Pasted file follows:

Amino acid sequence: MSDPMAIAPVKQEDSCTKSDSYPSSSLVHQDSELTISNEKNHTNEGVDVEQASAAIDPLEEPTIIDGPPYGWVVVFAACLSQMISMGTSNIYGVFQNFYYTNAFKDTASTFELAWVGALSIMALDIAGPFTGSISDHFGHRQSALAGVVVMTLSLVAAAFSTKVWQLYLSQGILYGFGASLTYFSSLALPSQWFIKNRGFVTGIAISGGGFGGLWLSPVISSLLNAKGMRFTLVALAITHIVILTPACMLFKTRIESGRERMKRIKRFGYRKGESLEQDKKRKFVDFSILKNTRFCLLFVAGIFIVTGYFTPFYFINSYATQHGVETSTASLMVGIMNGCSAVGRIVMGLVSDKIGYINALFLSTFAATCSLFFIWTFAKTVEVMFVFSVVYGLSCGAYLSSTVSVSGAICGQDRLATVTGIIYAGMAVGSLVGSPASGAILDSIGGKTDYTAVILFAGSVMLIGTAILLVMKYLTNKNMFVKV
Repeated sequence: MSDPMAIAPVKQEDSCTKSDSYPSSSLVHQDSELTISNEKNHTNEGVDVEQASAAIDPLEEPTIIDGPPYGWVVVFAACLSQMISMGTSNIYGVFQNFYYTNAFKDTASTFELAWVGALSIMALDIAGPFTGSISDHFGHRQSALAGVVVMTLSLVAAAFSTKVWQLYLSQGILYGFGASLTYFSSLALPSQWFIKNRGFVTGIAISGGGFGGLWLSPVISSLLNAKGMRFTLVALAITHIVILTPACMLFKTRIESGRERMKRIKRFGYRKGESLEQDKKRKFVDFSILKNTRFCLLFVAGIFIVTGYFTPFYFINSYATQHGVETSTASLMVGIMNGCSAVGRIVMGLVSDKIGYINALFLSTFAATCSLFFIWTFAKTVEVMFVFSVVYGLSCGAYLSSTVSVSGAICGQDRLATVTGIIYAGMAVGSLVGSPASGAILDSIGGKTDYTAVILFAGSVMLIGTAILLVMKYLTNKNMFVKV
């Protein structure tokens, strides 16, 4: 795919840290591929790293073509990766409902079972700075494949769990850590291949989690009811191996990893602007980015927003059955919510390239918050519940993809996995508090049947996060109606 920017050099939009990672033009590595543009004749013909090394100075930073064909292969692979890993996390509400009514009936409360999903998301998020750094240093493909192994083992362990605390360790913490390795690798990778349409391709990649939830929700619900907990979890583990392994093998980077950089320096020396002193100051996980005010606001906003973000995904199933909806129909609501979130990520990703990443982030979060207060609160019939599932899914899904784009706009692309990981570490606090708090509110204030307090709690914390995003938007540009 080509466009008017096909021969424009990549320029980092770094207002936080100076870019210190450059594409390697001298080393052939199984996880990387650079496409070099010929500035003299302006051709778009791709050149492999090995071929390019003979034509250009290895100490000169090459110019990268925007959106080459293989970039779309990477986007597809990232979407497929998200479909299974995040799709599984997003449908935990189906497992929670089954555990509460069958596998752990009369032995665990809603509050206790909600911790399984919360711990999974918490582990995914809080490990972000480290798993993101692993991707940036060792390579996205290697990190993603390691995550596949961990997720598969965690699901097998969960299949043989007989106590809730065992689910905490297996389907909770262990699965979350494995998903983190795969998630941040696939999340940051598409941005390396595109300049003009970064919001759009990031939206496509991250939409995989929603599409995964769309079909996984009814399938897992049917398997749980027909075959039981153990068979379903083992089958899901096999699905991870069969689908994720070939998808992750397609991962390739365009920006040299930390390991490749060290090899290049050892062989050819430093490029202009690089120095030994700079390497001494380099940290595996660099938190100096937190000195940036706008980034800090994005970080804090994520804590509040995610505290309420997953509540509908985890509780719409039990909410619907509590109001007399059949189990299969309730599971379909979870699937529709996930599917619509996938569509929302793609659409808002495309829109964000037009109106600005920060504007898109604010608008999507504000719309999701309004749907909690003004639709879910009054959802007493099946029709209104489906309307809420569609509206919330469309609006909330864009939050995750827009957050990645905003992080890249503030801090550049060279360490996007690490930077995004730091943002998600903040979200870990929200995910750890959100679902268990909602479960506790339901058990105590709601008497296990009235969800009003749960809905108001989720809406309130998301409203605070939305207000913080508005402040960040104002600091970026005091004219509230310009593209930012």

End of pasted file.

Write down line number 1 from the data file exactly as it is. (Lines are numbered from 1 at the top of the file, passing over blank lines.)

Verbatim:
Amino acid sequence: MSDPMAIAPVKQEDSCTKSDSYPSSSLVHQDSELTISNEKNHTNEGVDVEQASAAIDPLEEPTIIDGPPYGWVVVFAACLSQMISMGTSNIYGVFQNFYYTNAFKDTASTFELAWVGALSIMALDIAGPFTGSISDHFGHRQSALAGVVVMTLSLVAAAFSTKVWQLYLSQGILYGFGASLTYFSSLALPSQWFIKNRGFVTGIAISGGGFGGLWLSPVISSLLNAKGMRFTLVALAITHIVILTPACMLFKTRIESGRERMKRIKRFGYRKGESLEQDKKRKFVDFSILKNTRFCLLFVAGIFIVTGYFTPFYFINSYATQHGVETSTASLMVGIMNGCSAVGRIVMGLVSDKIGYINALFLSTFAATCSLFFIWTFAKTVEVMFVFSVVYGLSCGAYLSSTVSVSGAICGQDRLATVTGIIYAGMAVGSLVGSPASGAILDSIGGKTDYTAVILFAGSVMLIGTAILLVMKYLTNKNMFVKV